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The Bees Knees

Our knees bear the brunt of the work when you’re moving or simply standing still.

The knee often suffers because the three bones there – the shinbone, thigh bone and knee cap – which are held together by ligaments. These ligaments stretch and move and support those large bones whatever you’re doing, even when sitting.

If we add activities such as running or standing for long periods of time and you can maybe imagine why today around one in four of us complain of sore knee joints. But it doesn’t have to be this way – some simple yoga moves can not only help strengthen your knee joints or more specifically, the muscles around them, they can also help alleviate pain.

Slow and steady movements

When you’re dealing with sore knees or knees that are sensitive or weakened, it’s essential that you focus on slow and steady movements.

Moving at speed, or jerking or forcing your limbs into position could cause you more injury and pain. However, avoiding movement altogether can also cause more injury and pain.

So aim to increase flexibility and strength in your joints, so that not only can you recover more quickly, you’ll prevent knee problems in the future.

Focus on feet

Believe it or not, the way you stand on your feet can have a dramatic effect on your knees. If your feet tend to turn out or in, for example, or if your arches have fallen.

Look at your feet in a mirror when standing, from the front and sides. Now close your eyes and feel where your feet are pressing into the floor – ideally you’ll feel pressure all over your feet, the ‘four corners’, so both sides and both ends (front and back) of your feet. Whatever pose you’re doing, and when you’re standing and even sitting, focus on applying pressure on those ‘four corners.’


Try the mountain pose. With your feet positioned so your second toes are parallel (the base of your big toes touching each other, heels slightly apart), raise your toes, then the balls of your feet, then back again. Let yourself rock like this until you come to a natural even balance on your feet. Remember to hold your upper body in a good position too - lengthening your spine, keeping your ears in line with your shoulders (vertically), and aiming your tailbone (your coccyx) towards the floor.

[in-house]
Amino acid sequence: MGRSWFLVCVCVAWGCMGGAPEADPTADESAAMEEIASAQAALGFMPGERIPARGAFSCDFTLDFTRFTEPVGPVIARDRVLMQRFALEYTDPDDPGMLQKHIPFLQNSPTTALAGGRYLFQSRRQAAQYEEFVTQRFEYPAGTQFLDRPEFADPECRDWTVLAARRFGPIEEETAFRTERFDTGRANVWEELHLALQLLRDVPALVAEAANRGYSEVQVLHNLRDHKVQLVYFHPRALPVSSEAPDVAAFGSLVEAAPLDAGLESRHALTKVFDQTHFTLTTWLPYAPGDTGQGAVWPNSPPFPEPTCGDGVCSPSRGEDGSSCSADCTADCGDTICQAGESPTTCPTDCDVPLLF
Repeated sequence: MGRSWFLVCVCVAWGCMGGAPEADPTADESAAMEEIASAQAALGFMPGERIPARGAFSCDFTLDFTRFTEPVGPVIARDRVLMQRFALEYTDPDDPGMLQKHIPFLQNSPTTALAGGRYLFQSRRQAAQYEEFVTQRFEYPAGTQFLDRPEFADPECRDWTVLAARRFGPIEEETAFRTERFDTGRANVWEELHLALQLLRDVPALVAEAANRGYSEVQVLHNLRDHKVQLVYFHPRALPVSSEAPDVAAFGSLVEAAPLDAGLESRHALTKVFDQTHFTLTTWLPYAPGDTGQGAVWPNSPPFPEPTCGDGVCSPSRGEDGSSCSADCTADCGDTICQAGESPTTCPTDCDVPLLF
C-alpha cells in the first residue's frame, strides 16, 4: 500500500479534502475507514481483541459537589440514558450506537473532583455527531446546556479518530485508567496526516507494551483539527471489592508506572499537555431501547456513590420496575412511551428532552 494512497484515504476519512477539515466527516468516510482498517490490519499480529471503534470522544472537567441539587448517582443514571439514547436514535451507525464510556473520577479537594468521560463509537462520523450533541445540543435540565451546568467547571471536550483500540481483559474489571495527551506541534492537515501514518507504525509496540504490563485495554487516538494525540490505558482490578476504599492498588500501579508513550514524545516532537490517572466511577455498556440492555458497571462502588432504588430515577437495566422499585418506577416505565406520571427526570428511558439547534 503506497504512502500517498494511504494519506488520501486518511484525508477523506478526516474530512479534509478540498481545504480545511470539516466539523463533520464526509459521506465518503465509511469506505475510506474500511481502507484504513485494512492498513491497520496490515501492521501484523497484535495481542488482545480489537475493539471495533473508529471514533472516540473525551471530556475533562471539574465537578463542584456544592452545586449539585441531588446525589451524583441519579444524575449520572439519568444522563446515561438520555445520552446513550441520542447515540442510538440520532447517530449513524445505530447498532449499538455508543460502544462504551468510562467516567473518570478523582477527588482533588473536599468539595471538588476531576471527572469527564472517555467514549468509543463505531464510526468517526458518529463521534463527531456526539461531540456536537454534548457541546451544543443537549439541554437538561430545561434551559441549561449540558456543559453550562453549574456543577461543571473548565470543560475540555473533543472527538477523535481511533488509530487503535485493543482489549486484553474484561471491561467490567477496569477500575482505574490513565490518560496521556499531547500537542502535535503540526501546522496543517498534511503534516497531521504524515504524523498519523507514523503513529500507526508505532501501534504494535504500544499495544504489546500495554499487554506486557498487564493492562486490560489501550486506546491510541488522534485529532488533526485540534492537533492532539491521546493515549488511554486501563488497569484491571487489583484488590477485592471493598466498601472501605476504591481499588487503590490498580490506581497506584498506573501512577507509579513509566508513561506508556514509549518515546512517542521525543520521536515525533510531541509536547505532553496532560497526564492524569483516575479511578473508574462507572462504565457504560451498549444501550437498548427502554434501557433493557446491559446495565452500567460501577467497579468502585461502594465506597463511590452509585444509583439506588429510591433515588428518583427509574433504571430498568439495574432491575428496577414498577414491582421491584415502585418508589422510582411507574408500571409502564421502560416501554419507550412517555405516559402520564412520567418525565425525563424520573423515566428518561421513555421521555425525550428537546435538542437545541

Balance your body

One of the main reasons people suffer with knee pain is actually because other parts of their body are off-centre. So if you tend to hunch your shoulders, or arch your back, your body’s balance is thrown off and so more pressure is put on your knee joints causing injury or pain. You can strengthen your muscles all you like, but if your alignment is off, you won’t fix the problem. So the yoga focus here is poses that use your entire body, teaching your body to stand, sit or rest in perfect alignment.


Try one of the balancing yoga moves, such as the tree pose, for example, but keep a chair to one side for support in case you need it. Close your eyes as you balance so that you get a good feel for where your body needs to be.


Loosen your hips

Tight hips – where your muscles are tight or ‘short’ and so you can’t bring your bent leg up to your chest for example – can lead to problems with your knees because they take up the slack. The problem here is that often the yoga poses that open up your hips – sitting cross-legged for example – can feel painful to your knees. The answer? Cushions, noodles or rolled up blankets. If you sit on a slim cushion, for example, your hips are raised and this helps take pressure off your knees.


Try frog pose, it is a great way to open up your hips but as you are on your knees it can be painful – so use a support cushion to take the pressure off. Kneeling, place a block or two cushions in front of you, then gently ‘walk’ your hands until your midriff is over the cushions. Gently lower yourself so that your legs bend, positioning them to the outside of your midriff (like frog’s legs) and rest your upper body on the cushions. This allows you to stretch your hips without putting undue pressure on your knees.


Gently strengthen your leg muscles

Once your body is better aligned you can focus on strengthening the muscles that help support your knees. The gluteus muscles in your bottom, hamstrings in your lower legs and quads in your upper thighs are important, but so are your abdominal muscles – as these help you maintain good posture, keeping your spine aligned and head in the right position, so that your knees aren’t overdoing it.


Try lying on your back with a soft block or cushion between your thighs. With your feet flat on the floor and your hands pressing into the mat, raise your bottom off the floor to make a ‘bridge’. Squeeze the cushion or block between your thighs as you hold this position.

New to yoga? Find a yoga class by contacting me or look at the timetable for a class.


Please note: Never perform any exercise that causes you pain. If you have a knee injury or other knee health problem speak to your physiotherapist or a medical professional before attempting any exercise. These exercises should not cause discomfort, so if you do feel any pain, stop immediately.

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